Overwhelmed!

ancestryblogFor the past few months, I have been slowly whittling away at the green leaves on my Ancestry family tree – Heartland_Genealogy. When I look at the pedigree view, it looks pretty good since almost all of the leaves are gone.

I have to admit that the initial pedigree view is somewhat deceiving since expanding the pedigree on almost any branch will produce green leaves.

hintsThis morning, I made the mistake of looking at the ‘View People with Hints’ page and discovered that I have lots of work yet to do.

Yes, that is over FIFTEEN THOUSAND records to look at and see if they fit someone in my tree.

 

That’s a lot of records to look at!

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Some might assume that I’m just a collector of names when they look at the summary for my tree. After all, I have over 9000 names and only a little over 1500 records.  However, those stats are deceiving!

Some in the genealogy community have stated that they don’t worry about the green leaves and continue following my previous research pattern. However, I have found these hints to actually be helpful since they

 

  • force me to review my data
  • allow me to update citations to current standards
  • allow me to download and attach the images
  • attach documentation to my Ancestry tree

rootsmagicFor years, I was using my computer program — Master Genealogist — to record the events and sources for those 9000 people. About 2 years ago, I switched to Roots Magic, continuing the process of recording events in the lives of my ancestors and their descendants and then documenting the source of the information.  My sources are not up to the standards of Evidence Explained. Nor do I have images attached to anything entered before 2014.

Even though my Ancestry data is daunting, my RootsMagic data provides a better picture of my status. I do try and cite the source of my data!

Getting these two trees in sync in one of my Christmas wishes since RootsMagic is working on the ability to sync with Ancestry.

websiteMy other Christmas wish is that I will be able to update my web site with my RootsMagic data. My website was created with SecondSite from my Master Genealogy data. John Cardinal, creator of SecondSite is working on replacement software that hopefully will be able to accomplish this task. I anxiously am waiting for an announcement that the new software, GedSite, has been released.

The numbers on Ancestry may look overwhelming, but knowing they will lead to new information and help me improve my current documentation, I will keep working to reduce that number.

 

 

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Veterans History Project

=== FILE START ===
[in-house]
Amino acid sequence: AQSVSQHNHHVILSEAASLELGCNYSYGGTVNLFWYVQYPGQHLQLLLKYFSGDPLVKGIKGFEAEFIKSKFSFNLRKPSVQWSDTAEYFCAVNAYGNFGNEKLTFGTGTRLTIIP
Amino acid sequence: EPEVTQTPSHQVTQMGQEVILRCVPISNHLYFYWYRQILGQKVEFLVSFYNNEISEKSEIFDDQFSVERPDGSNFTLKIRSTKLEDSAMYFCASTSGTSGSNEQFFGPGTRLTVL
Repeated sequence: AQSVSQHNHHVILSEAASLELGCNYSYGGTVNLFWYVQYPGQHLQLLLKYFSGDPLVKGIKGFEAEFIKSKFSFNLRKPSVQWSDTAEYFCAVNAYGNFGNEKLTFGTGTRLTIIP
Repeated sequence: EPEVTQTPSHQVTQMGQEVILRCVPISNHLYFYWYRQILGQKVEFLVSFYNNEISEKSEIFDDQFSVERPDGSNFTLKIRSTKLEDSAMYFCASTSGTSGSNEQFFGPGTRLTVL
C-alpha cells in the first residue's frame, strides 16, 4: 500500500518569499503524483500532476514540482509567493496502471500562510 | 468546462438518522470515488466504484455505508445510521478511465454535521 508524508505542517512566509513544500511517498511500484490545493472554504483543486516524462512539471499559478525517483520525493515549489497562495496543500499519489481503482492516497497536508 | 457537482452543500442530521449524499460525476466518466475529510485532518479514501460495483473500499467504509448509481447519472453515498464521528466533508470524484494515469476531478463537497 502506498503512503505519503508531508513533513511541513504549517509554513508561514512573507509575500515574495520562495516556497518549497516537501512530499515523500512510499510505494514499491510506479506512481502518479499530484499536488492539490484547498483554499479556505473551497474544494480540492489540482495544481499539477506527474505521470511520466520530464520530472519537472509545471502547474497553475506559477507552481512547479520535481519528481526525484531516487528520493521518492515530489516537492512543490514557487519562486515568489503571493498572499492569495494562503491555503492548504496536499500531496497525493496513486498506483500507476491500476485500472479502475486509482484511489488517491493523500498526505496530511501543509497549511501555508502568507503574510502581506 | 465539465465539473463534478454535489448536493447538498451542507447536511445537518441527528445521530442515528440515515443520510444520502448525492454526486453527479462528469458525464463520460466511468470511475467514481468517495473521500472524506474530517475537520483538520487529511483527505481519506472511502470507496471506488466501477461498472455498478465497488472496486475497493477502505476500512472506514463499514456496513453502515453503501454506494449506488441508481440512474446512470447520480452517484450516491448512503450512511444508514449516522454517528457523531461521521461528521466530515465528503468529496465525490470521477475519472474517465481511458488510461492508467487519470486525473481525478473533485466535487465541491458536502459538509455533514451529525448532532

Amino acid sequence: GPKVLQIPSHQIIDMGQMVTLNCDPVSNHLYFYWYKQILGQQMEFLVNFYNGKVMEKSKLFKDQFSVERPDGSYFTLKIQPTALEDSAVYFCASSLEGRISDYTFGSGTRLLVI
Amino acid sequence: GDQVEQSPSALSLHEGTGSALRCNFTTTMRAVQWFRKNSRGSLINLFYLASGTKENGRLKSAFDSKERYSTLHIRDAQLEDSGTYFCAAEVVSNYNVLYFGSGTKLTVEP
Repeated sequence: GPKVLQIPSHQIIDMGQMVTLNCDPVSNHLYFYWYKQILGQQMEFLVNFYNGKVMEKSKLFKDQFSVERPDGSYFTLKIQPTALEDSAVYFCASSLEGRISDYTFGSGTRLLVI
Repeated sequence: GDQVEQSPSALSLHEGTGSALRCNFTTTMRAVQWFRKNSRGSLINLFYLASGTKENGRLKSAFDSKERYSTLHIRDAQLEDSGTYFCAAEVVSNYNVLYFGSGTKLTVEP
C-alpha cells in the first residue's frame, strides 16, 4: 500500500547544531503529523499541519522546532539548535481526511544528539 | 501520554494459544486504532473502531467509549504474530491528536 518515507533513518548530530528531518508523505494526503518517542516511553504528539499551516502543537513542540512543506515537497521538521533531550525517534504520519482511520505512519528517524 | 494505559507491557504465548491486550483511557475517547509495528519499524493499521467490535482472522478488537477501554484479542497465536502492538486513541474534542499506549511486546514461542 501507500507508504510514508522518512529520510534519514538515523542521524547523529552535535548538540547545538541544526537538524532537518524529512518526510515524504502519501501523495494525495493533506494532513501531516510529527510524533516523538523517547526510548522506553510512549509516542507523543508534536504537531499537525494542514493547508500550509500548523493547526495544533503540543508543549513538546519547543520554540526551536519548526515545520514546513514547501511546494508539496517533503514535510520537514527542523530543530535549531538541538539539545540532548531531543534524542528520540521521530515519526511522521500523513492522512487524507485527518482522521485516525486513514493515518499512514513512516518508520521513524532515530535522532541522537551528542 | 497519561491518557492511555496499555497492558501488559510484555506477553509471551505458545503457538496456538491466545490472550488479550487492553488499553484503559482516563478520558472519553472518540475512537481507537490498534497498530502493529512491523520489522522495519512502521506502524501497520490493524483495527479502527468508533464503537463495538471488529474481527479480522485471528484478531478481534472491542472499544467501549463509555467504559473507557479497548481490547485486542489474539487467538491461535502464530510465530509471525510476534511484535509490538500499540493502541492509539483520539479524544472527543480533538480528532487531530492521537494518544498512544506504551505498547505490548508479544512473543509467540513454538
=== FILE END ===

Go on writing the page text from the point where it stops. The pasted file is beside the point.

In researching my father’s military service aboard the USS Oneida (APA-221) during World War II, I stumbled across the Veterans History Project. Within that collection, I found an interview with John H. Garner, seaman 1st class, US Navy. Mr. Garner’s experience is similar to my fathers: training at Great Lakes Naval Station and service aboard the USS Oneida (APA-221).

I am thankful for the work of the Library of Congress to organize and preserve these resources and for groups like the Daughters of the American Revolution and other for conducting the interviews. Thru the Veterans History Project, the experiences of our veterans is being preserved.

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My Military Heroes

In honor of Veterans’ Day this Friday, I would like to honor my ancestor Veterans.

crawford-eugene-b1927-1945-us-navyWhile still in high school, my father, Eugene David Crawford, enlisted in the US. Navy and attended training at the Naval Training Center (EE & RW) in Gulfport, Mississippi and at the Naval Training Center in Great Lakes, Ill. He was assigned to the U.S.S. Oneida (APA-221) from May 1946 to July 1946. The U.S.S. Oneida was part of Operation Magic Carpet to bring troops home from the Pacific Theater. Eugene received an honorable discharge from the service in August 1946.

crawford-leon-b1894-1917-wwi-portraitEugene’s father, Leon Russel Crawford, began his military service on 26 Apr 1917 in Dodge City, Kansas and was appointed wagoner 2nd class gunner in the 25th A. A. Battery 1st A.A. Sector. Leon’s unit was at the St. Misner 2nd Battle of the Marne from 31 Mar 1918 to 31 May 1918 in France. Later in 1918, his unit was assigned to the outer defense of Paris. On 28 Mar 1919, Leon received an honorable discharge from the service and returned to Dodge City.

None of my great-grandfathers served in the military. However, most of my great-great grandfathers and one great-great-great grandfather served during the War Between the States.

  • Washington Marion Crawford — Sergt in Co. H of the 2nd Regiment New York Calvary Volunteer — better known as the “Harris Light Horse”. Washington Marion was captured on 22 Sep 1863 in Liberty Mills, Virginia and imprisoned at Andersonville and Belle Isle.